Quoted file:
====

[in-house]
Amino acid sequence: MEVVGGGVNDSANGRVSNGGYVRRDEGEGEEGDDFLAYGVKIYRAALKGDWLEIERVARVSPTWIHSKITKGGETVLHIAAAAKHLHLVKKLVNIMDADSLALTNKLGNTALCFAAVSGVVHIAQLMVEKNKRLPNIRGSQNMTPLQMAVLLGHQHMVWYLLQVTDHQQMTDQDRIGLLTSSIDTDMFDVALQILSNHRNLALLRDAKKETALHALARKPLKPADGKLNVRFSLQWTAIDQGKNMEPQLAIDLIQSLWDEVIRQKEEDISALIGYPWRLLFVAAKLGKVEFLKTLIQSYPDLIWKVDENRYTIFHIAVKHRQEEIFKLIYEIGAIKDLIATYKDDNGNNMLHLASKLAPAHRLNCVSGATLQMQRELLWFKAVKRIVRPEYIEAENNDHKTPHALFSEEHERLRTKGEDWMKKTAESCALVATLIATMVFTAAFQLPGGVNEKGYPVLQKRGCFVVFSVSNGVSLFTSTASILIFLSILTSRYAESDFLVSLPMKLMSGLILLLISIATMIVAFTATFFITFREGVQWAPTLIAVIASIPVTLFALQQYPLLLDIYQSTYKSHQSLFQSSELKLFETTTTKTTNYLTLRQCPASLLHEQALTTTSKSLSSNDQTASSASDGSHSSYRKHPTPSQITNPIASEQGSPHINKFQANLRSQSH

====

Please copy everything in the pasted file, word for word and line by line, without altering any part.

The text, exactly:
[in-house]
Amino acid sequence: MEVVGGGVNDSANGRVSNGGYVRRDEGEGEEGDDFLAYGVKIYRAALKGDWLEIERVARVSPTWIHSKITKGGETVLHIAAAAKHLHLVKKLVNIMDADSLALTNKLGNTALCFAAVSGVVHIAQLMVEKNKRLPNIRGSQNMTPLQMAVLLGHQHMVWYLLQVTDHQQMTDQDRIGLLTSSIDTDMFDVALQILSNHRNLALLRDAKKETALHALARKPLKPADGKLNVRFSLQWTAIDQGKNMEPQLAIDLIQSLWDEVIRQKEEDISALIGYPWRLLFVAAKLGKVEFLKTLIQSYPDLIWKVDENRYTIFHIAVKHRQEEIFKLIYEIGAIKDLIATYKDDNGNNMLHLASKLAPAHRLNCVSGATLQMQRELLWFKAVKRIVRPEYIEAENNDHKTPHALFSEEHERLRTKGEDWMKKTAESCALVATLIATMVFTAAFQLPGGVNEKGYPVLQKRGCFVVFSVSNGVSLFTSTASILIFLSILTSRYAESDFLVSLPMKLMSGLILLLISIATMIVAFTATFFITFREGVQWAPTLIAVIASIPVTLFALQQYPLLLDIYQSTYKSHQSLFQSSELKLFETTTTKTTNYLTLRQCPASLLHEQALTTTSKSLSSNDQTASSASDGSHSSYRKHPTPSQITNPIASEQGSPHINKFQANLRSQSH